Could medical marijuana potentially eliminate the need for pain medication, anti inflammatory drugs, sleeping pills and a host of other afflictions like anxiety and depression?

While the science is catching up, boomers are already lining up to get their prescriptions.  At the recent 55+ show in Ottawa, the crowds around the Canadian Cannabis Clinic’s booth was proof of the interest and openness to experiment with this healing herb.

Many boomers grew up smoking marijuana in the 60’, 70’s and 80’s, so it’s no shocker that they would be open to using it again (some have never stopped), especially since it is now being validated by the medical community and will soon be legal to purchase at the new Ontario Cannabis Store or OCS.

CBC recently reported that aging baby boomers are the primary consumers of marijuana according to Statistics Canada.  Marijuana dispensaries say many of their regular clients are over age 55 and women are the fastest growing demographic of cannabis users!  Another report … just in today … Canada’s appetite for legal cannabis could be almost as big as it is for wine.

So, are seniors really getting high?  Some yes, as the psychoactive THC component in some marijuana strains does provide relaxation and helps with sleep, but most are interested in the non-psychoactive CBD or Cannabidiol, especially seniors in their 70’s, 80’s and even 90’s.

CBD is a cannabis compound that has significant medical benefits but does not make people feel “stoned”. CBD rich cannabis is an appealing option for patients looking for relief from inflammation, pain, anxiety, psychosis, seizures, spasms and other conditions and comes in a variety of applications.  But although cannabidoil won’t get you buzzed … it could get you busted as CBC reports.

The end of marijuana prohibition in California in 2016 has led to the development of new marijuana and CBD products including vaporizers, edibles, concentrates and topicals.  According to the Insights Report on marijuana, CBD options have quadrupled in the last year.  The Financial Post reports that once cannabis is legalized later this year, CBD infused products will be Canada’s next major growth area.  How about a nice relaxing cup of CBD infused tea?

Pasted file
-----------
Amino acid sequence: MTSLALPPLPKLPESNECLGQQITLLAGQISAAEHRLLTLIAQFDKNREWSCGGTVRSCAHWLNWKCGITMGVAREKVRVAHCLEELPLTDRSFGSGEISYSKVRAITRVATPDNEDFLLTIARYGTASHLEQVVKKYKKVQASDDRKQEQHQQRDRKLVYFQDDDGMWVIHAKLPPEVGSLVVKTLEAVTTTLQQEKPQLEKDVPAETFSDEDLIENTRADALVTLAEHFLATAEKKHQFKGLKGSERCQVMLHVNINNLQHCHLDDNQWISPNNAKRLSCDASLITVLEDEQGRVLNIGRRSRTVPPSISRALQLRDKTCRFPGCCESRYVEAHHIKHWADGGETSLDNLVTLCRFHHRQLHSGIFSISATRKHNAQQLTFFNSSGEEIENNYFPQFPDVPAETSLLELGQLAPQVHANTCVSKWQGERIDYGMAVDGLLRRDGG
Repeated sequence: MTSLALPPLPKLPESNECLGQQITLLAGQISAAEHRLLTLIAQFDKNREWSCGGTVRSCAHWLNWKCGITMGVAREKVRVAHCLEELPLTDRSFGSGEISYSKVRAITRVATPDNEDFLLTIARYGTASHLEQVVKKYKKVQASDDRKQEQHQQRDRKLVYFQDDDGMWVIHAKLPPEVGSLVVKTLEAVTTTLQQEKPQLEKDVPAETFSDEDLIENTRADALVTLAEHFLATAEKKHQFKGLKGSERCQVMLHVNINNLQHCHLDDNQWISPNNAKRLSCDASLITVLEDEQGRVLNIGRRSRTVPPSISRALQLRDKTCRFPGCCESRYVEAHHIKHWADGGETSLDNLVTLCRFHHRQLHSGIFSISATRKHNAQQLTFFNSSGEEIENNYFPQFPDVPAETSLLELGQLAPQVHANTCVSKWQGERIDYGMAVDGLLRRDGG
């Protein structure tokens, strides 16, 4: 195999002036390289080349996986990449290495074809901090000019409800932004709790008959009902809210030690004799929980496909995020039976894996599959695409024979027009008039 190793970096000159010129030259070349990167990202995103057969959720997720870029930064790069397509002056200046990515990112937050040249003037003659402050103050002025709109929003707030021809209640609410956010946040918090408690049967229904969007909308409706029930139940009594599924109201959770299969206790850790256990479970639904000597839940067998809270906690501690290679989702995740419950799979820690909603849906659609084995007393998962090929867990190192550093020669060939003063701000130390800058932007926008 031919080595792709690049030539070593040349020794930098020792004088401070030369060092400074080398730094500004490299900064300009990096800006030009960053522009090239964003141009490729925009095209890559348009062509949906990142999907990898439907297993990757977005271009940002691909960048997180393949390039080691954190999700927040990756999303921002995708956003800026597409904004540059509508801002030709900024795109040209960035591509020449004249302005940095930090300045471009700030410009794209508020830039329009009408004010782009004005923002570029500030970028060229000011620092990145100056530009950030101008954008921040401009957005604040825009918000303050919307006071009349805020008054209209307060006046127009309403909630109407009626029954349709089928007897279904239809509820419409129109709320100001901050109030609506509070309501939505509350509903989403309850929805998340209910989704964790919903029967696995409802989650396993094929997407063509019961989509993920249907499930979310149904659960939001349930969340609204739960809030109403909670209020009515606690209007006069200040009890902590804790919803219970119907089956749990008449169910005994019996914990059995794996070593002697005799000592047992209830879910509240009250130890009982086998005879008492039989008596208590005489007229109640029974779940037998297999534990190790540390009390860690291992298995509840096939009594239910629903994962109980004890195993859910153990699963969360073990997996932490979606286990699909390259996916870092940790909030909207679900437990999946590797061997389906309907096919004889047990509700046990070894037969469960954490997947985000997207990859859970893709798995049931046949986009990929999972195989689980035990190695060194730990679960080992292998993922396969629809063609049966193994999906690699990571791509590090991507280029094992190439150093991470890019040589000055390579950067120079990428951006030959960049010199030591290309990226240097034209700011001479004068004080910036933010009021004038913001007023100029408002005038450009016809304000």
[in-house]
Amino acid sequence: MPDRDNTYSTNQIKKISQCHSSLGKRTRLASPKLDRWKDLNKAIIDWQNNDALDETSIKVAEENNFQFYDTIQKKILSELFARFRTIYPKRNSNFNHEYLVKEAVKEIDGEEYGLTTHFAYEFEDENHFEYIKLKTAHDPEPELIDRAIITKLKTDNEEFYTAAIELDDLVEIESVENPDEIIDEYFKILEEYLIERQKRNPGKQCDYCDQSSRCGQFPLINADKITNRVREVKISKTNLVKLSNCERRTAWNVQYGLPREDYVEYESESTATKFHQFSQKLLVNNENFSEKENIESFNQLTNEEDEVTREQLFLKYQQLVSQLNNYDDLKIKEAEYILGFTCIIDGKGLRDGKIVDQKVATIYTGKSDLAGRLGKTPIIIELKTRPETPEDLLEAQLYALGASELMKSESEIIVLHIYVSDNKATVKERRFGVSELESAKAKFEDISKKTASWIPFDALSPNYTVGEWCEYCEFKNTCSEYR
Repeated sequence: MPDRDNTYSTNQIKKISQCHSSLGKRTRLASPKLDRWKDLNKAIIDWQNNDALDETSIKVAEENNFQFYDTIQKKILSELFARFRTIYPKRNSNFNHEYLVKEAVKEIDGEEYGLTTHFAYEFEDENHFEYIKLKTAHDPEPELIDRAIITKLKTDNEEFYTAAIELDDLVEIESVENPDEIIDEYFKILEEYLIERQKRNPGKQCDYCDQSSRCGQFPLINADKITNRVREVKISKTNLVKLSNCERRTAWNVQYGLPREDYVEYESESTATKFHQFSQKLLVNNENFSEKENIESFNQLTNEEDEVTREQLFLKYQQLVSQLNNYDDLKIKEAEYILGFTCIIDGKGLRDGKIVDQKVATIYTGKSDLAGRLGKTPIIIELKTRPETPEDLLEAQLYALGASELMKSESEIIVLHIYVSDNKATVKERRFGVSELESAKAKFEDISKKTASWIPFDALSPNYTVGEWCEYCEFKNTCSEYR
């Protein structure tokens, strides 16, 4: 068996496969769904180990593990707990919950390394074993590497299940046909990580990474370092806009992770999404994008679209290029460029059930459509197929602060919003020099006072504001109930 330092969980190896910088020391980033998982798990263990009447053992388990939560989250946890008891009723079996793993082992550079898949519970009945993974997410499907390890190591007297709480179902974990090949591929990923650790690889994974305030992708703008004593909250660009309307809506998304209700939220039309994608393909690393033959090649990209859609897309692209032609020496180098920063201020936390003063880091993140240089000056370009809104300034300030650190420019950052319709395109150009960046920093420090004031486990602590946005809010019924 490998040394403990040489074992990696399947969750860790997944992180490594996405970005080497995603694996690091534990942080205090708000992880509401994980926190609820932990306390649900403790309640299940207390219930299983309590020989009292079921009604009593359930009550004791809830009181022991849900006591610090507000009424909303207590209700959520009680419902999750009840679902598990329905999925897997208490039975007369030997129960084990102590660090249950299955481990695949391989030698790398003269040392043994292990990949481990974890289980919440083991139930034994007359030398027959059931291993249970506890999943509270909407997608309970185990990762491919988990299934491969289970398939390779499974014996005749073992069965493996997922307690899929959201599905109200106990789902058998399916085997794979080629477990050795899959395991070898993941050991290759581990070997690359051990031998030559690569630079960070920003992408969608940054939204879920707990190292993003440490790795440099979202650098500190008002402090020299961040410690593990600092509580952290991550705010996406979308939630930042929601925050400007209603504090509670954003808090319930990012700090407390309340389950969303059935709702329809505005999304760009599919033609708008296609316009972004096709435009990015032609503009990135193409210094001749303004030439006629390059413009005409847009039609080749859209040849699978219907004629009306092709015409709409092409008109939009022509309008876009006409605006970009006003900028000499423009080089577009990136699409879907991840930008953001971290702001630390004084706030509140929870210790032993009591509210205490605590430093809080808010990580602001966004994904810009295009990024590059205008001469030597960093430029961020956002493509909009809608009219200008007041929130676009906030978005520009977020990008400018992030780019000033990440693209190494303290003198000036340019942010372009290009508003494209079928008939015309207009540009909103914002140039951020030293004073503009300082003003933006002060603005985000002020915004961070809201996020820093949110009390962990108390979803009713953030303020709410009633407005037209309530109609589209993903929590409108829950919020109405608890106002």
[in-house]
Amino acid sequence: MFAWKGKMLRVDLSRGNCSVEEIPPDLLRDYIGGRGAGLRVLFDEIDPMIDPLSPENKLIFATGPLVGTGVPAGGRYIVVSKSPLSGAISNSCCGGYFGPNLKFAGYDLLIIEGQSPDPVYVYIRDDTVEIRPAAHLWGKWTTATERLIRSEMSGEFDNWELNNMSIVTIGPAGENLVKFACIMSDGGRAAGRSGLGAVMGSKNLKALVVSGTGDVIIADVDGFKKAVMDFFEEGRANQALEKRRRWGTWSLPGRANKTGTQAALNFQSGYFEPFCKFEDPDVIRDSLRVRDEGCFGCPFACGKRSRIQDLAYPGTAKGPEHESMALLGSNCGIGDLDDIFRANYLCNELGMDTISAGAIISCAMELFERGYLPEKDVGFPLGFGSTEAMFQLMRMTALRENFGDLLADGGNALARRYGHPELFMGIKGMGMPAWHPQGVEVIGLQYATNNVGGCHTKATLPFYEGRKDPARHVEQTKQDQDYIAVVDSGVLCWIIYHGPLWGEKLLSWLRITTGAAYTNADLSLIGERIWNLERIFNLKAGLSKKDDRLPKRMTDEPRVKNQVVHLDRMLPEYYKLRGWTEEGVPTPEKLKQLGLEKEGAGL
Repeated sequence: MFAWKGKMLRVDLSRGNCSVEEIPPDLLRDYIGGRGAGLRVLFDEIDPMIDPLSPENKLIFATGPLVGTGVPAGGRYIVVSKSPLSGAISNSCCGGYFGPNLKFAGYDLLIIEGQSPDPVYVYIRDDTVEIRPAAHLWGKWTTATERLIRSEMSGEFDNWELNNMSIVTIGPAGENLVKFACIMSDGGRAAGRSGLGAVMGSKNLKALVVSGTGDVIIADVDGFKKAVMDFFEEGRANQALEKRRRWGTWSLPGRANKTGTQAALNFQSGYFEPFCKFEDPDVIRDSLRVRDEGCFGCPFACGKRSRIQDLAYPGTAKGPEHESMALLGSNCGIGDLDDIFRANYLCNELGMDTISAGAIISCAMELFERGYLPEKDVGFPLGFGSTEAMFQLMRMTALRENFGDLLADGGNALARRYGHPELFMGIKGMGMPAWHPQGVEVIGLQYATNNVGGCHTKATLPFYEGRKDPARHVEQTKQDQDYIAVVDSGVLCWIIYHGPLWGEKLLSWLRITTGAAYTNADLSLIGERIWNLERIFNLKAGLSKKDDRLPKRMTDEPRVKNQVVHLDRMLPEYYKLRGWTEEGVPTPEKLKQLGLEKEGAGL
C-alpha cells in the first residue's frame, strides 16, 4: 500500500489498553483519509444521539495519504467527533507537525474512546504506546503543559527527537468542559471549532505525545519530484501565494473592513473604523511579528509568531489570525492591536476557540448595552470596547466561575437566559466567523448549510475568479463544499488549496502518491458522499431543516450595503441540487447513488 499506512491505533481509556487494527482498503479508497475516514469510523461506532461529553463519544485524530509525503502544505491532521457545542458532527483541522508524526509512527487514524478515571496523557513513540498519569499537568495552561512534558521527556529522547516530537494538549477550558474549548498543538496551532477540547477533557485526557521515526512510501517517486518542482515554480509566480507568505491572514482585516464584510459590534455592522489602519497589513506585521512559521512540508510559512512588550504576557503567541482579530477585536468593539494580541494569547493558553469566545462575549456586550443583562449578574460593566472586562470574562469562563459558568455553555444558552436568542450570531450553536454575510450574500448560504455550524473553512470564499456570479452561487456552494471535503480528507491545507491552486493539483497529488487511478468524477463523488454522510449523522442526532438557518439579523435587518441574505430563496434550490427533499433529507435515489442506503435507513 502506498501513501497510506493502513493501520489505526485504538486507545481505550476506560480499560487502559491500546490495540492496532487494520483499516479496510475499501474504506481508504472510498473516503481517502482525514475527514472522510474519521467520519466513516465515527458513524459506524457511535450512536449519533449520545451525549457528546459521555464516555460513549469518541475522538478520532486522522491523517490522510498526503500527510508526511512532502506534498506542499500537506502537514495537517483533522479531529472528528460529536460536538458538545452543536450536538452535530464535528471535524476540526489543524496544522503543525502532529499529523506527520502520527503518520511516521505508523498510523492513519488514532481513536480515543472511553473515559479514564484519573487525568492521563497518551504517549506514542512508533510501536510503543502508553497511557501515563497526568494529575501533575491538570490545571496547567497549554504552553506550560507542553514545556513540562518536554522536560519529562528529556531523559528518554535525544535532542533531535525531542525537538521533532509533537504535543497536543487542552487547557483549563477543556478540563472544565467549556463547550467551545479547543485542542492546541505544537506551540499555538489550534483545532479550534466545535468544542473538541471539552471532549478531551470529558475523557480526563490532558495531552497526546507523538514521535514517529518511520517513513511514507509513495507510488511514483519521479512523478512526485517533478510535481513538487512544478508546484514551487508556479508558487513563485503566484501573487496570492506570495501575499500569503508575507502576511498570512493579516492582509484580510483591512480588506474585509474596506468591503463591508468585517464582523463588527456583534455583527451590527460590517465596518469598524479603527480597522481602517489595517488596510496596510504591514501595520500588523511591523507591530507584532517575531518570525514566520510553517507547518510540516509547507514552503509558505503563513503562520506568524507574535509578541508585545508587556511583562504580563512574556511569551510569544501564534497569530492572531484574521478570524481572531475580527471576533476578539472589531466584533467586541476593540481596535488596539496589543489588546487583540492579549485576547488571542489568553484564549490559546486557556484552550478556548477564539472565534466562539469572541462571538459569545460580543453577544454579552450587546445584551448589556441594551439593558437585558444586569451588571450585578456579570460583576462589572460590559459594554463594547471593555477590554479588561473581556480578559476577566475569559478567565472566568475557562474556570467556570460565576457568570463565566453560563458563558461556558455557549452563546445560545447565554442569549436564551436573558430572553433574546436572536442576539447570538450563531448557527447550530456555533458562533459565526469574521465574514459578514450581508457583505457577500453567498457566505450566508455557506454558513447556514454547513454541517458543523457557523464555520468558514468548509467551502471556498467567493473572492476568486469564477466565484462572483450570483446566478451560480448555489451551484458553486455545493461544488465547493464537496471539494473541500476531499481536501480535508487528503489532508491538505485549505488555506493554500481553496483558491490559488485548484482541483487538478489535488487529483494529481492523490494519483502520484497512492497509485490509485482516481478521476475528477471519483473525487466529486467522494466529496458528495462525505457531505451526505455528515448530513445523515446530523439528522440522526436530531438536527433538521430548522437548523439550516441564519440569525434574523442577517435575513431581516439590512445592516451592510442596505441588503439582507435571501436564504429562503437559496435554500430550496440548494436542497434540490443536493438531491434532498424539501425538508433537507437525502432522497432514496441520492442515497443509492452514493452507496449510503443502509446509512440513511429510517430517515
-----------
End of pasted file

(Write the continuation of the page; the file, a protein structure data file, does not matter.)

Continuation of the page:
Until watching a recent CCN TV Special Pot vs Pills by Dr. Sanjay Gupta, I had no idea that marijuana was used as medicine until the 1930’s in America (less so in Canada).  Hemp was grown on pharmaceutical farms and used to produce pain medication sold in pharmacies. One theory states the powerful media mogul William Randolph Hearst disseminated and sensationalized stories of violent pot smoking maniacs. He also supported the criminalization of marijuana because Hearst’s paper-producing companies were being replaced by hemp. Likewise, DuPont’s investment in nylon was threatened by hemp products.

Photo: Cannabis Museum

In Canada, the prohibition of cannabis is somewhat unclear as cannabis was not widely used.  Some say it was spearheaded by Emily Murphy, a suffragette and writer for Maclean’s magazine under the pen name Janey Canuck.  She linked all drugs to immigrants flowing into the country, especially the Chinese, and compiled reports to prove her assumptions.  Legally, marijuana was introduced into the Act to Prohibit the Improper Use of Opium and other Drugs; this was a consolidation of other legislation but now listed three new drugs, including marijuana.

Around the same time, marijuana was prohibited for medical use as well as research in the US and Canada, against the recommendations of the medical community.  Opioids were deemed the preferred treatment for pain.  Well, we now know how that worked out!  The US Attorney General Jeff Sessions says we just need to take aspirin to stop the opioid crisis!  He also hates cannabis and recently rescinded the Obama administrations policy that had eased enforcement of federal marijuana laws in states that legalized the drug.

Meanwhile in Canada … let’s get back to cannabis.  Although the process for receiving medical marijuana by prescription has been streamlined by clinics such as Canadian Cannabis, many are questioning if a prescription will even be necessary once cannabis is legal for recreational use.  There is no doubt that having the proper prescription and quantity is important, especially for seniors, but sales to boomers are expected to … well … boom!

To get a sneak peak at what we might soon be experiencing here is Canada take a look at what some retirement homes are doing south of the border …. hop on the Cannabus!